As noted under “Voter Eligibility,” above, a person currently serving time in prison for a felony conviction cannot register to vote or vote. Additionally, a person who has twice been convicted of a violation of the elections laws is permanently barred from voting in Ohio. An otherwise qualified person convicted of a misdemeanor may vote, and one convicted of a felony may register and vote while on probation or parole or after being released from prison.
What happens after I submit my voter registration application?
If the board of elections accepts your voter registration application, the board will mail a notice to your voting residence address confirming that you are registered to vote, identifying your voting precinct and stating the location of your precinct polling place.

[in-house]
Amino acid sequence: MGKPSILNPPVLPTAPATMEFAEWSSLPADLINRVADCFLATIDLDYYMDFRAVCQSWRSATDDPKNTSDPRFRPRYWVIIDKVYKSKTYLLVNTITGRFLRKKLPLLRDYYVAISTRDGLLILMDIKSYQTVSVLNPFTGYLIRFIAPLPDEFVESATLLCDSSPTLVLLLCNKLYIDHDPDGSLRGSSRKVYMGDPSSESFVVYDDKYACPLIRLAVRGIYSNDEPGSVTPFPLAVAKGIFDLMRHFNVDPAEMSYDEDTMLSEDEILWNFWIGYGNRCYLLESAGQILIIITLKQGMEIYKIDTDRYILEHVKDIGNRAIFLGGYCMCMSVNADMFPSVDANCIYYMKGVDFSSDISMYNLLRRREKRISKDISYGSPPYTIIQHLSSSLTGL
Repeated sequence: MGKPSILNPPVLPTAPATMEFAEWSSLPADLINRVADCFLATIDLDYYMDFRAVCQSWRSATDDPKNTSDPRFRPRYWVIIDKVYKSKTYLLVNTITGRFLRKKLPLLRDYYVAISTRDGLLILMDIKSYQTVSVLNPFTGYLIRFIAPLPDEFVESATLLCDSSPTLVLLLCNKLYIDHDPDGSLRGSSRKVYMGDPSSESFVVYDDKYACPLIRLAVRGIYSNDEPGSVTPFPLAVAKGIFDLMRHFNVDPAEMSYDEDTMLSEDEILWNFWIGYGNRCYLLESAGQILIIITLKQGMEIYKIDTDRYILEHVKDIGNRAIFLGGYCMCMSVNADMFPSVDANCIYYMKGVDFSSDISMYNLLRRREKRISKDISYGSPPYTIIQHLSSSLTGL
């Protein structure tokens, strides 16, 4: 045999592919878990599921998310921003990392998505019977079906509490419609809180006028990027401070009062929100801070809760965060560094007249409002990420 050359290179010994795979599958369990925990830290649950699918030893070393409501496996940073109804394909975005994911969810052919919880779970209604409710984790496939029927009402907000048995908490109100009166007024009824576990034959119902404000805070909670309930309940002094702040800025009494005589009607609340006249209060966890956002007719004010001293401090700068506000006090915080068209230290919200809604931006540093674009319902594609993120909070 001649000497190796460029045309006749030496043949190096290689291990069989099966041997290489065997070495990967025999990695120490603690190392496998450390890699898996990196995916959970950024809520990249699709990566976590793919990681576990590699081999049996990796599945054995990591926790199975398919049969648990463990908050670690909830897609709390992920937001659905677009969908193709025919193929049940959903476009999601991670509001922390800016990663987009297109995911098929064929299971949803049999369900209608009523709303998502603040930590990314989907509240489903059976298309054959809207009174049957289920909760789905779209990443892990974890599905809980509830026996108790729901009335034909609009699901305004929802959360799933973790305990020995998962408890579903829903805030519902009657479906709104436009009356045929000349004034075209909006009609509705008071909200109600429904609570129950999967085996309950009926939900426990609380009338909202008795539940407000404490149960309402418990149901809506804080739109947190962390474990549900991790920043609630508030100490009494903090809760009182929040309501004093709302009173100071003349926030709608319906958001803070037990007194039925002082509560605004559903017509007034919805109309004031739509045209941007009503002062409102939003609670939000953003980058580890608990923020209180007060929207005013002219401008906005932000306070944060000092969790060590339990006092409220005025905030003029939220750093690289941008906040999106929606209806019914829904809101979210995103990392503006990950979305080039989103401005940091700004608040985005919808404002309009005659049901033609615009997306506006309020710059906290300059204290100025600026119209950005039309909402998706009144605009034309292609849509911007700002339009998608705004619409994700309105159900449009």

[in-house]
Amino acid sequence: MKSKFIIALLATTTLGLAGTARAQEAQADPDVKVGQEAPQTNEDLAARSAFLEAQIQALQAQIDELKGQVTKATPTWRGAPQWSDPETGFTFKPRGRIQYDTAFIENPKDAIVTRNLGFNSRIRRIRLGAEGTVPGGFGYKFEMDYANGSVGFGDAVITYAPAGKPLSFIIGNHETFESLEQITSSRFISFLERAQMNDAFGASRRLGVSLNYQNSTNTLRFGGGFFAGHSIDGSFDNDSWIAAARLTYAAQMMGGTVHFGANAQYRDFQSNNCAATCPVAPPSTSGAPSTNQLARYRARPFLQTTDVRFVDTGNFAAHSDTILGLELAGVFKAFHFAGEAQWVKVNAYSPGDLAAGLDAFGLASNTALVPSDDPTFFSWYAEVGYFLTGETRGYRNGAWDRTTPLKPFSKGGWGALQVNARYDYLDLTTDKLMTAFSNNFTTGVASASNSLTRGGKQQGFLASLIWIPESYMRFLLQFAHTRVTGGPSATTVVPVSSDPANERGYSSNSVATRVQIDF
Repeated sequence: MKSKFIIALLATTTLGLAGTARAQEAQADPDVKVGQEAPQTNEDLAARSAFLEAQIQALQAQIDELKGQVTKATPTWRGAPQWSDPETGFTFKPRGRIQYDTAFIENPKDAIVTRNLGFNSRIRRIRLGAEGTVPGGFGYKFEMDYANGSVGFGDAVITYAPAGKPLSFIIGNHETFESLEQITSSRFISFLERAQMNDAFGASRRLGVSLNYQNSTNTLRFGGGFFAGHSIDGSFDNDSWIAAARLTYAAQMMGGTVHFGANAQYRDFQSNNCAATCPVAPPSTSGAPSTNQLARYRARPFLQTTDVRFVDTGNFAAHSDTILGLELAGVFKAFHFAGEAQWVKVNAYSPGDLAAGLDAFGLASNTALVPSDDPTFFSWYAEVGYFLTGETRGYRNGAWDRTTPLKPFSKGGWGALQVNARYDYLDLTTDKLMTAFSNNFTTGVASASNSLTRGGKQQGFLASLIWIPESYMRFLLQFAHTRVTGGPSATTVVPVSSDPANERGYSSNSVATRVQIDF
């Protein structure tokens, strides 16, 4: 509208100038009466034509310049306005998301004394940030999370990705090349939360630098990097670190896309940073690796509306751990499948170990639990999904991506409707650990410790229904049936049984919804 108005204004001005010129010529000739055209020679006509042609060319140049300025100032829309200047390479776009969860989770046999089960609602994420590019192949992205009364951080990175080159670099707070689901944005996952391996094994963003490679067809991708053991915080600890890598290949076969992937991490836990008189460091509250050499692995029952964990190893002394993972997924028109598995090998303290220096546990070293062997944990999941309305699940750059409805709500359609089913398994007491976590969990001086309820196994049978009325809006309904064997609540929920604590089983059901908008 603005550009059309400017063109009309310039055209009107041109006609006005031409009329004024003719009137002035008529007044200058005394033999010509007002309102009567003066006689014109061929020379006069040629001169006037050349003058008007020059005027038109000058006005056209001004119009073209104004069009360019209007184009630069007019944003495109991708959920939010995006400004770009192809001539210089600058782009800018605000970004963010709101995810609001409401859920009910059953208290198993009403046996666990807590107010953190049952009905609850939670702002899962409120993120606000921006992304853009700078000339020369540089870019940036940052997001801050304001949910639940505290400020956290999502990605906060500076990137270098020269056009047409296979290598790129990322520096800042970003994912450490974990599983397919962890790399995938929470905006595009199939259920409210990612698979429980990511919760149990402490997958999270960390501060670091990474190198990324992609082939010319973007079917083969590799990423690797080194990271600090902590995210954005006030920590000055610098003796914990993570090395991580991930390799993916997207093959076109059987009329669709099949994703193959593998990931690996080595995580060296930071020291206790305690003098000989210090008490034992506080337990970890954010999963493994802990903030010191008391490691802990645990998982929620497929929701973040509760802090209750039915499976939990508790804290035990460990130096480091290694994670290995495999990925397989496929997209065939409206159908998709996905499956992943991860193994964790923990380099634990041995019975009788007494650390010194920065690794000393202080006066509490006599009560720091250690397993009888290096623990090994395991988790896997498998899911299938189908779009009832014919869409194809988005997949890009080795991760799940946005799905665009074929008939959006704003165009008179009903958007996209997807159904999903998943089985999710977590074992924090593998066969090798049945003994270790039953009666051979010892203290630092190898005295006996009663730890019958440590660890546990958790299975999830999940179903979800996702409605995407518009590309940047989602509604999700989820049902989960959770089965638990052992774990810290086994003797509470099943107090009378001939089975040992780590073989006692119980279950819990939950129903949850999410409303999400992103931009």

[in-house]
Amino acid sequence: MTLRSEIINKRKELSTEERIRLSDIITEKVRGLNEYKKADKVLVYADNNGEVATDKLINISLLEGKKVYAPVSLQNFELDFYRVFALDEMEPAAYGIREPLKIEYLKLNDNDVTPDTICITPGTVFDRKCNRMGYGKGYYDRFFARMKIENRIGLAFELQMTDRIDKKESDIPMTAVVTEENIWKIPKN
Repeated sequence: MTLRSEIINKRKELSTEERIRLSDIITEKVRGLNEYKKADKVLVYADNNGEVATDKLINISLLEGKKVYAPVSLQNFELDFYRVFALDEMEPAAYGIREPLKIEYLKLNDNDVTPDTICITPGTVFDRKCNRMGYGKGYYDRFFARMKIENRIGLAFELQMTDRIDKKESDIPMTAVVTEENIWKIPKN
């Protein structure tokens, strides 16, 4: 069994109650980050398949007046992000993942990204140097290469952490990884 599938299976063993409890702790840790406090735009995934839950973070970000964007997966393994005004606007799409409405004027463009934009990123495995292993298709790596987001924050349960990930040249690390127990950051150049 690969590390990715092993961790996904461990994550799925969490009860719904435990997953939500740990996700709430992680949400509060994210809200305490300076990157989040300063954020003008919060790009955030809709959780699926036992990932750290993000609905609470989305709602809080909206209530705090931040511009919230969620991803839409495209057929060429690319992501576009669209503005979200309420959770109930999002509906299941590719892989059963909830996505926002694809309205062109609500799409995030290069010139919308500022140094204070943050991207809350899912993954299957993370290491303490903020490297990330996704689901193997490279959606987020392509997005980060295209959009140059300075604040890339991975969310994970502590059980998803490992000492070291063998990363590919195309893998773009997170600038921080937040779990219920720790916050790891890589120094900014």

If the board does not accept your registration application, it will immediately mail you a notice stating why your application was rejected and requesting you to provide whatever information or verification is necessary to complete your application.
If you do not receive a notice that your registration was accepted or rejected, please contact your county board of elections (click for online directory) before election day to determine if the board received your application.
Can I check the status of my voter registration online?
Some, but not all, county boards of elections (click for online directory) link their Web sites to their voter registration files that allow people to determine if they are registered to vote.